All in all there are some good points in your post, but i also have some points that are Not very good.
1. It's still possible to create an invalid UserId because of the constructor. I find it generally better to prevent any invalid instantiation by verifying in the init and throwing. This ensures all other places are 100÷ Safe when they receive a UserId.
2. Given a private constructor, the factory could either be an extension on String, because then you can follow the established convention String.toUserId which throws and String.toUserIdOrNull which catches and returns null. Or when you don't like std class Extensions, the factory could just live in the companion and return nullable or just Result of User or respectively Result of UserId.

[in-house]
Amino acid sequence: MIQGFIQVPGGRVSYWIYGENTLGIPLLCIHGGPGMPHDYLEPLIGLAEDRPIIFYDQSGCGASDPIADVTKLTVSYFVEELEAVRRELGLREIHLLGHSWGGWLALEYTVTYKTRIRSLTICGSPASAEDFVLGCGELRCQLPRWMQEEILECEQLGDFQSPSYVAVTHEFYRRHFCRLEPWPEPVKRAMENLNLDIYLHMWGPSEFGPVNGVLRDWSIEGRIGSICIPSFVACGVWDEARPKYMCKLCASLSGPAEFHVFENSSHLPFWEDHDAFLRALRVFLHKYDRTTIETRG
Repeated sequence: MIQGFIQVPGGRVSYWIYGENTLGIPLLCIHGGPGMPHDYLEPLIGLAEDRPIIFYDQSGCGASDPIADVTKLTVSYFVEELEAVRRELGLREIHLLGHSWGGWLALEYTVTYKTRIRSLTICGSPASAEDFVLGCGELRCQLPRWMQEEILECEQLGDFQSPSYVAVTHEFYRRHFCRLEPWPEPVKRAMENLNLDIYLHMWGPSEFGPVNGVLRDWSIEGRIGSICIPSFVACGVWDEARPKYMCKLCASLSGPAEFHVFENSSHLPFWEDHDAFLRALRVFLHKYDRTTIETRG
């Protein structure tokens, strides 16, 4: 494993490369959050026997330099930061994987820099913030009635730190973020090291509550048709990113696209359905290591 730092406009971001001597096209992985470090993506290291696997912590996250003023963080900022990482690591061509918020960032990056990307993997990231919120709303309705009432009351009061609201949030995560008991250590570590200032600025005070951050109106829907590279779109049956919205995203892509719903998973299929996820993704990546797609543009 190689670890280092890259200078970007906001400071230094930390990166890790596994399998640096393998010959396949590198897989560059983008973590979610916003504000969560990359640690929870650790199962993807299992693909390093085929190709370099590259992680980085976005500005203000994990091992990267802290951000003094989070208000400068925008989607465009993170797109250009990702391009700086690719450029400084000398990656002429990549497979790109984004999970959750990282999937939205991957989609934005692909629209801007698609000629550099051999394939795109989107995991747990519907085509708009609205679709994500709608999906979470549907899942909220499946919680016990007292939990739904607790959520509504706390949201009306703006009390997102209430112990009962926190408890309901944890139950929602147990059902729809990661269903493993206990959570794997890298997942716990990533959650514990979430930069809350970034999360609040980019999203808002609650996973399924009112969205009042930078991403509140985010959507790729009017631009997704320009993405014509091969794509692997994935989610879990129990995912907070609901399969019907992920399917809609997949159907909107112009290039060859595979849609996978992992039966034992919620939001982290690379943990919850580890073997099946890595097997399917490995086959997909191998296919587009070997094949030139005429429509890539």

3. For binary cases of success or failure, it's better to use nullability, sealed results are best for multiple options of outputs.
4. Dont name the method isUserValid when it's already on class User. isValid is better, called like user.isValid() or when the class only has vals, calculate it as a property in the class body, wo that it's called user.isValid. same for UserId.
08/31/2020, 10:13 AM
1. Constructor of UserId is privatised
2. that's subjective to use case. Here instead of null i returned another bounded type.
3. I agree. While nullability is Kotlin's way of expressing, but sometimes people consider nullability as more like a side effect rather than an intended design, as people are used to using ? or !! Sealed classes tries to break the mould and make dev more awareness into the intention part. But yes, nullable also does the same thing.
4. My bad on the naming. That was anyways showing "what not to do" So I guess its fine 😅
Thanks for your opinion. Cheers!
10/01/2020, 12:39 PM
Can't seem to comment on the article, so trying here.
Wouldn't inline classes be better suited for this?